Monthly Archives: March 2015

If being data-driven is so good, why is it so hard?

I have long believed that fact-based decision making is better, but ironically there has been little evidence supporting that belief. The Economist Intelligence Unit (EIU) conducted research on this very question in the fall of 2014, and concluded that “data-driven” … Continue reading

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Sustained focus

I was reminded again this past week about how all the new ideas about how to make change and improve things don’t make much difference without practice. I get excited when I read about something new that I can use … Continue reading

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Filtering information and seeing patterns that may not be there

The difference between correlation and causation is well known among most data analyst folks, as is the risk of drawing a false conclusion about a causal connection between two variables that are correlated but not causally related. I was talking … Continue reading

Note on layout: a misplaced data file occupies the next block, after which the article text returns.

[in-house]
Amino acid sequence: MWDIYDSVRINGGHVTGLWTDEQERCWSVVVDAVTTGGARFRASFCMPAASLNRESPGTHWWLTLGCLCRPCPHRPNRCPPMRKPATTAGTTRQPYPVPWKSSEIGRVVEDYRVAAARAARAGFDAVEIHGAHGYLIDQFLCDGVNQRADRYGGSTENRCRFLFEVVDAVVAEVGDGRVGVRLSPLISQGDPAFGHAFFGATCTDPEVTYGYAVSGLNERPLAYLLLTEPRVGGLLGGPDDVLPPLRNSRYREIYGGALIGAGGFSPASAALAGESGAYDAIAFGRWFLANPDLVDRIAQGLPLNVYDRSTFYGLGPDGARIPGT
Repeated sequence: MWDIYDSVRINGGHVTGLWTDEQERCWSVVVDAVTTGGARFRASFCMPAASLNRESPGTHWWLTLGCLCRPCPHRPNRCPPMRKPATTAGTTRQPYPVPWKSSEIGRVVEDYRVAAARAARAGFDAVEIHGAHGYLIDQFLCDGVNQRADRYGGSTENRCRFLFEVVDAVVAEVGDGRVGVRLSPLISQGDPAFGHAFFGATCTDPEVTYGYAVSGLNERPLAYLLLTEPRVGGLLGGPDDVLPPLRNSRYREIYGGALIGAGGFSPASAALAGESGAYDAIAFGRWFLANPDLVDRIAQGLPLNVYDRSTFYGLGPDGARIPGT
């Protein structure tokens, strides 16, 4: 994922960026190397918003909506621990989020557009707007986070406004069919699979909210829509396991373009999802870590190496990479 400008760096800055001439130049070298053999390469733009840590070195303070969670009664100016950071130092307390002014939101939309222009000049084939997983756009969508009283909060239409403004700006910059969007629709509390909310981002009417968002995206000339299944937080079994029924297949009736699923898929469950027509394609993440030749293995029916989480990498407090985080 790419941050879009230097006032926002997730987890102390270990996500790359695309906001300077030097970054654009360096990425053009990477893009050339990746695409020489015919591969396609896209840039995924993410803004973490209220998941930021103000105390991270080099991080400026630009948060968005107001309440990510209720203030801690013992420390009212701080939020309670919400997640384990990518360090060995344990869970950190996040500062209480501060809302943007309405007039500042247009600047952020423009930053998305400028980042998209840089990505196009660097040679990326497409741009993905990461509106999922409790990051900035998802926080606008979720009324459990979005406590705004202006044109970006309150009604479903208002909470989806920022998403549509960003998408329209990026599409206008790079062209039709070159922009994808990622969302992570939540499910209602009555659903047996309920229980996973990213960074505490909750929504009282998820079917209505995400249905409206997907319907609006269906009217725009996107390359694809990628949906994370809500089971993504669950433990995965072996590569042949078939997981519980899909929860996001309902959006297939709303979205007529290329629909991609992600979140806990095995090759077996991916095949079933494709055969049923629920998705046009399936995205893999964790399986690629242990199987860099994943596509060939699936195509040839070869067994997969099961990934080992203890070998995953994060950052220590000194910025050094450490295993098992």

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Daylight saving and single version of the truth

When I was a girl of about 9, I was stunned when I realized that the time could be changed by an act of human decision making. I had always taken what my parents, teachers, and even my older siblings … Continue reading

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Acceptance and change

It occurred to me recently that one reason we don’t learn from what we do is because of delays. A delay in the feedback loop between cause (action) and effect (result of action) makes it much more difficult to recognize … Continue reading

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